6 great reasons you should go hiking this Labor Day weekend

Advnture staff writer Julia Clarke hiking on Vail Mountain in Vail, Colorado
Combining exercise with fresh air and beautiful scenery, we think hiking is the perfect way to celebrate Labor Day weekend (Image credit: Jack Affleck)

Labor Day is nearly here and it’s summer’s last hurrah before we hunker down for fall. We won’t deny it, the traditional way to mark the occasion – by firing up the grill and watching the game with friends and family – is great. Hiking in the great outdoors, however, is another time-tested American tradition and we can’t think of a better way to spend the holiday. 

Before you start making that potato salad and stocking the cooler, get your hiking boots on and hit the trail. It can be a short walk before a day of relaxing and feasting, or a backpacking adventure to take advantage of the long weekend – whatever you choose, here are six great reasons you should go hiking this Labor Day weekend.

1. The weather’s perfect 

After a scorching summer in many areas, temperatures are finally beginning to return to levels that are safe for hiking. If you’re lucky enough to be in one of those areas, you can finally enjoy setting off after 6 a.m. and hiking without having to carry five liters of water. Because you work up a sweat while hiking, cooler weather is actually better than warm temperatures – just don’t forget to bring a base layer or fleece jacket in case it’s chillier than you think! Get out there and enjoy the trails before they’re covered in snow. 

Woman wearing synthetic t-shirt

At this time of year, you can still enjoy a good chunk of time between sunrise and sunset (Image credit: Getty)

2. The days are still long 

Over Labor Day weekend, we’re all but hurtling towards the fall equinox, after which you’ll really start to notice those shrinking days. At this time of year however, you can still enjoy a good chunk of time between sunrise and sunset, so it’s ideal for taking on a longer day hike without running out of daylight. That said, you should still set off early to get back to the trailhead before dark, and always carry a headlamp in case you misjudge your timing or take a detour.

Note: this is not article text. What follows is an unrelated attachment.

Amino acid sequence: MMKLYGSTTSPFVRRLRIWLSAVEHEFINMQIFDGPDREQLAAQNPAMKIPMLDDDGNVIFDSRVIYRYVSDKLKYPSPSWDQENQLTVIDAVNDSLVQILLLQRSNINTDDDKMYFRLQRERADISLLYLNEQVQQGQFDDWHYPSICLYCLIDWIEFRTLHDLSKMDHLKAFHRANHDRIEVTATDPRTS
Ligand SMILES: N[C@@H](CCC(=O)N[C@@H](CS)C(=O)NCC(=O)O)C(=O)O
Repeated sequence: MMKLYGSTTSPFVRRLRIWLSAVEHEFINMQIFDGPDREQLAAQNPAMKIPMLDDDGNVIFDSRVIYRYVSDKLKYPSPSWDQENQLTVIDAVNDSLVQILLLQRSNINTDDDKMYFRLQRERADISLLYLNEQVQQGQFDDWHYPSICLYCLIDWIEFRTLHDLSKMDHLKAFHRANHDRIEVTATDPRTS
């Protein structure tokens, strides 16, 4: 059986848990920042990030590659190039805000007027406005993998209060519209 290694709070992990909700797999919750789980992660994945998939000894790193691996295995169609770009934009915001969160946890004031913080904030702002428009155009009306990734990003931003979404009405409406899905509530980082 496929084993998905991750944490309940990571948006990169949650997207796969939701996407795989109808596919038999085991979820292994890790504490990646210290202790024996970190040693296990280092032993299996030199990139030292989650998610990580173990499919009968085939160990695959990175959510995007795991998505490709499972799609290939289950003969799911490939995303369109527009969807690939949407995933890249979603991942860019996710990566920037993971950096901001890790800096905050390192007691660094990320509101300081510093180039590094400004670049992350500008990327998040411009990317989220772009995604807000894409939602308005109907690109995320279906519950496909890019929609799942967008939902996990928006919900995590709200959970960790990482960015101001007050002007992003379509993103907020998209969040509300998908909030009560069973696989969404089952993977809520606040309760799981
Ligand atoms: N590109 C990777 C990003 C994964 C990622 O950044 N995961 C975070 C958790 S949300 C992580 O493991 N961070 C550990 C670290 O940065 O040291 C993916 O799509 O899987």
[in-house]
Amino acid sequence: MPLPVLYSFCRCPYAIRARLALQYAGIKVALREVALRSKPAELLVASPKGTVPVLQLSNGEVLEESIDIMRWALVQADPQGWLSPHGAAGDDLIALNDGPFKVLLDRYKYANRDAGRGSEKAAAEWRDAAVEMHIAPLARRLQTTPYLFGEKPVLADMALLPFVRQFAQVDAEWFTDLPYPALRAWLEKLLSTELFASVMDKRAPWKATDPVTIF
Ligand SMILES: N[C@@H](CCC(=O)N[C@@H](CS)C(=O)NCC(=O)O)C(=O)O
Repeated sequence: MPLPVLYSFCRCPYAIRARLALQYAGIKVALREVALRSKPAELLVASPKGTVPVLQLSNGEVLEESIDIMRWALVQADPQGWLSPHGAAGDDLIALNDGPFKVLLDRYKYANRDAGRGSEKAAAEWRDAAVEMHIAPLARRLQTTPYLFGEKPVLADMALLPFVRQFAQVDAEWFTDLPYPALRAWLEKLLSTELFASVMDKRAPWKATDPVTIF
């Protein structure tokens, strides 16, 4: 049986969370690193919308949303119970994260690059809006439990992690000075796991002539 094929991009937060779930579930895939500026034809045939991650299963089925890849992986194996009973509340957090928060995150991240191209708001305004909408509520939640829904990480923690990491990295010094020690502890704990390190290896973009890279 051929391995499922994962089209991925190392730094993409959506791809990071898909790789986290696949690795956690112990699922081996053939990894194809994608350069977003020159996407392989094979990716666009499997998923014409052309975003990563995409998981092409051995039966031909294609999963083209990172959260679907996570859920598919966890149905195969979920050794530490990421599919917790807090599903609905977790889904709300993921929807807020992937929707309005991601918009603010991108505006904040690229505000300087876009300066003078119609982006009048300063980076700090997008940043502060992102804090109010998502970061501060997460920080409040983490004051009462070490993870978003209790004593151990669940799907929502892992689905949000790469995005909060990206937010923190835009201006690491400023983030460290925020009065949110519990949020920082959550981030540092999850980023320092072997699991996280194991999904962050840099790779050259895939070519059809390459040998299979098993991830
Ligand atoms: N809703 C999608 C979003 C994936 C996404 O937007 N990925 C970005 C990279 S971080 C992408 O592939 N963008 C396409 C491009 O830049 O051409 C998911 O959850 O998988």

3. It’s great for mental health 

Speaking of shrinking days, many of us struggle with mental health over the winter, suffering from the condition known as Seasonal Affective Disorder, or SAD. Hiking has proven to be great for mental health, with studies showing that physical activity combined with spending time in nature, known as Green Exercise, helps combat stress, anxiety and depression by boosting your mood and even improving your relationships

The North Face Vectiv Exploris II Mid Futurelight hiking shoes

Hiking beats the Stairmaster any day (Image credit: Julia Clarke)

4. The gyms are closed 

Okay, we can’t say for sure that your gym will be closed this Labor Day, but we sure hope that they’re giving their employees the day off. It can be annoying when you finally get a long weekend and can’t get a good long workout in, but who needs a gym when you have mother nature? Hitting a hiking trail on a good incline beats the Stairmaster any day of the week, and you don’t have to wait for the machines or wipe off the equipment afterwards (just remember to Leave No Trace to start with). 

5. Trail closures start soon

Very few of us ever hike as much as we want to over the summer, between attending all those weddings, childcare, summer vacations and wanting to spend time at the beach. If you’ve been putting it off until the fall, remember that autumn also brings hunters and wildlife migration to the trails. Hiking during hunting season isn’t forbidden (unless it is) but it can be a little unnerving and may be dangerous. Furthermore, your favorite trails might soon be closed for wildlife moving to lower elevation areas, so get out and enjoy them while you can. 

A woman holding a Polaroid camera while hiking next to a lake in Yosemite

(Image credit: Jordan Siemens)

6. The wildlife viewing is great

In addition to the spring nesting season, the fall is a great time to view wildlife which can be migrating or busy getting ready for winter. Bring your binoculars along and depending on where you live, you might be able to enjoy some elk rutting, monarch butterfly migration, beaver dam-building and birds flying south. 

Julia Clarke

Julia Clarke is a staff writer for Advnture.com and the author of the book Restorative Yoga for Beginners. She loves to explore mountains on foot, bike, skis and belay and then recover on the the yoga mat. Julia graduated with a degree in journalism in 2004 and spent eight years working as a radio presenter in Kansas City, Vermont, Boston and New York City before discovering the joys of the Rocky Mountains. She then detoured west to Colorado and enjoyed 11 years teaching yoga in Vail before returning to her hometown of Glasgow, Scotland in 2020 to focus on family and writing.